Understanding and interpreting Japanese NP1 wa NP2 da sentences: Mechanism and contextual factors
Year of Dissertation:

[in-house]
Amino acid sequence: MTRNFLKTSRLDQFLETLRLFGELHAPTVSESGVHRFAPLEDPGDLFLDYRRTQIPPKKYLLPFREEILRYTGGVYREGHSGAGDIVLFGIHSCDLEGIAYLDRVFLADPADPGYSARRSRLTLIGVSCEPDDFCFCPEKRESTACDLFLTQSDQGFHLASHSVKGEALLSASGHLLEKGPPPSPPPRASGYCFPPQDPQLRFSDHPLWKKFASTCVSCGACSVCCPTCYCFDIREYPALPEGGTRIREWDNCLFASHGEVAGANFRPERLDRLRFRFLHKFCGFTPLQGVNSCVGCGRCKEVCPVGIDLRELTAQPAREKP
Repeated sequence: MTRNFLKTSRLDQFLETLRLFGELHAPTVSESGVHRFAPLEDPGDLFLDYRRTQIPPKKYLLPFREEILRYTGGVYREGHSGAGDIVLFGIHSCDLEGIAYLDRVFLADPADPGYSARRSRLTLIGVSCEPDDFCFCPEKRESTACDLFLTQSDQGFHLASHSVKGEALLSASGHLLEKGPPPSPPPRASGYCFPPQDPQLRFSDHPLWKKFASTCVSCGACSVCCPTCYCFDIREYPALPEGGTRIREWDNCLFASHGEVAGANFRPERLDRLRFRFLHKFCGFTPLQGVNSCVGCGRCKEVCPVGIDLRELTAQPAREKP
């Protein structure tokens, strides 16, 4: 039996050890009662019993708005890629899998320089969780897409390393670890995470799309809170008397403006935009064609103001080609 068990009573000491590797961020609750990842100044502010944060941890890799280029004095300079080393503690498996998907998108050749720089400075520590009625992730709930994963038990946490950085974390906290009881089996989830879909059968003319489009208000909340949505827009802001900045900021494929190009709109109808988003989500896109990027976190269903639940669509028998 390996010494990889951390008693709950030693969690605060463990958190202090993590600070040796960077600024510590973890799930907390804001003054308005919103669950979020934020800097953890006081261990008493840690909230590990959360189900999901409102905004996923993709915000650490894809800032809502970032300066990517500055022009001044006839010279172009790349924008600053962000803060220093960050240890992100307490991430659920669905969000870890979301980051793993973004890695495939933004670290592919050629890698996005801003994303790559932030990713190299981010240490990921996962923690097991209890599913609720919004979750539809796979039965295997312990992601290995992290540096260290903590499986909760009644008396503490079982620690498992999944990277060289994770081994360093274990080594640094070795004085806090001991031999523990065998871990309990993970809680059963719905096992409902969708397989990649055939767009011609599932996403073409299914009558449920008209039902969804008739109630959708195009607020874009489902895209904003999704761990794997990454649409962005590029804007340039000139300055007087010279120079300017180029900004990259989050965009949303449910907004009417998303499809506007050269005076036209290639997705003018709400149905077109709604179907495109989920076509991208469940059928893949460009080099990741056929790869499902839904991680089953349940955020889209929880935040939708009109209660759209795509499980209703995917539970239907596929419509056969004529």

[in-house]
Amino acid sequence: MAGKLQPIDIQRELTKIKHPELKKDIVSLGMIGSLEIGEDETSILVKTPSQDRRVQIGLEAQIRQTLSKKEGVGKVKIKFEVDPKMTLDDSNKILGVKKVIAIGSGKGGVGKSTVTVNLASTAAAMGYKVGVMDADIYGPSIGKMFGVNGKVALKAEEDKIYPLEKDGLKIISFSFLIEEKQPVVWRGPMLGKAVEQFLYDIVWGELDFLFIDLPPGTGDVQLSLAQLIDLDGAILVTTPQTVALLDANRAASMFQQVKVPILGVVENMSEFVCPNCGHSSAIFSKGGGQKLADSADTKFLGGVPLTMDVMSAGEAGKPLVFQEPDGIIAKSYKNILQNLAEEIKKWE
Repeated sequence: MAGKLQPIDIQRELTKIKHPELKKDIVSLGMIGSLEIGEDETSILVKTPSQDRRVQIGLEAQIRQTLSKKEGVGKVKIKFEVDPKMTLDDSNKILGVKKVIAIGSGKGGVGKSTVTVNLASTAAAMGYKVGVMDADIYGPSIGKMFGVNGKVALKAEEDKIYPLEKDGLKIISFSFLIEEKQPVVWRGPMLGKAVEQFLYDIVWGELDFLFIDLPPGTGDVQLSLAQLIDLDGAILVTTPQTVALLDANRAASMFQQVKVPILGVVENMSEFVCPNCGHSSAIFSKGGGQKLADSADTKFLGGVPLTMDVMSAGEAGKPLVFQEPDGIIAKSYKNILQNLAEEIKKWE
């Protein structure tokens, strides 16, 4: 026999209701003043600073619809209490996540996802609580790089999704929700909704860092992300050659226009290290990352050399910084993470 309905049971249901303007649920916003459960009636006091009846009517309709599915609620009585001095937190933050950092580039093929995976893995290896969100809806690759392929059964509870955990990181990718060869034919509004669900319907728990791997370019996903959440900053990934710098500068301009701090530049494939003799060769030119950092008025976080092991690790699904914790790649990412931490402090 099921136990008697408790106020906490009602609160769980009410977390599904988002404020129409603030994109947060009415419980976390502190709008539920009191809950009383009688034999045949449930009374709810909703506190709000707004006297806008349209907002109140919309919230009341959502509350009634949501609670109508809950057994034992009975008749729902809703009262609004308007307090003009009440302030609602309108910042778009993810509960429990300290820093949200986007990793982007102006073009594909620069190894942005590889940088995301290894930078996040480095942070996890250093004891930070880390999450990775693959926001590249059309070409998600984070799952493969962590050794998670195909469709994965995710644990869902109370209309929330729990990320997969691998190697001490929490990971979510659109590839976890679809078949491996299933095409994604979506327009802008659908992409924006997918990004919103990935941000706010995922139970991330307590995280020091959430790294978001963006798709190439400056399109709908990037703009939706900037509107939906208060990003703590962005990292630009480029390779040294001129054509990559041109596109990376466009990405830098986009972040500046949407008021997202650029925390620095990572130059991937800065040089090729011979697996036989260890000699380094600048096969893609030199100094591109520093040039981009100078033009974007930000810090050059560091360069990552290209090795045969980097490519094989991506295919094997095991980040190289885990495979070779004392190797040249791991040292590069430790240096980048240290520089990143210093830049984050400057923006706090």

This dissertation investigates the contextual factors that affect the understanding and interpretation of one Japanese topicalized construction, NP1 wa NP2 da sentences, by native speakers of Japanese. The construction allows two possibilities in the relation between the NP1 and the NP2. When the two NPs are not syntactically connected (Type I), the sentence is generally vague, and a particular context is required to specify the meaning. When they are syntactically connected (Type II), they can refer to a semantically identical referent, and the sentence is naturally interpreted as an identity sentence. The aim of the study is to examine how context determines the meaning of Type I and Type II NP1 wa NP2 da sentences. These sentences were examined in a set of controlled experimental contexts by two kinds of test: Understandability and Interpretation. Results showed that readers generally tried to connect the NP 1 wa NP2 da sentences to the context syntactically, semantically, or pragmatically when the sentences were presented in a context. Specifically, a syntactic and semantic relation with a particular verb in the preceding context sentence and the NP2 or information about a particular place presented by a locative frame enhanced the comprehension of Type I NP1 wa NP2 da sentences. When these contextual factors were presented consistently and appropriately, Type II NP1 wa NP2 da sentences could be interpreted as non-identity sentences. When such context was not available, the interpretations tended to depend on the sentence-internal conceptual connection between the NP1 and the NP2 in both types of NP1 wa NP2 da sentences. These results suggest the reader's use of their linguistic and pragmatic knowledge differs according to the context and sentence type. The results also reveal a new understanding of the `aboutness' relation, a notion that accounts for the non-syntactic connections between the topic and the predicate. Specifically, in the process of understanding NP1 wa NPsub>2 da sentences, establishing an `aboutness' relation refers to the process of finding an appropriate predicate in the context to create a proposition to connect the predicate (NP2) to the topic NP (NP1).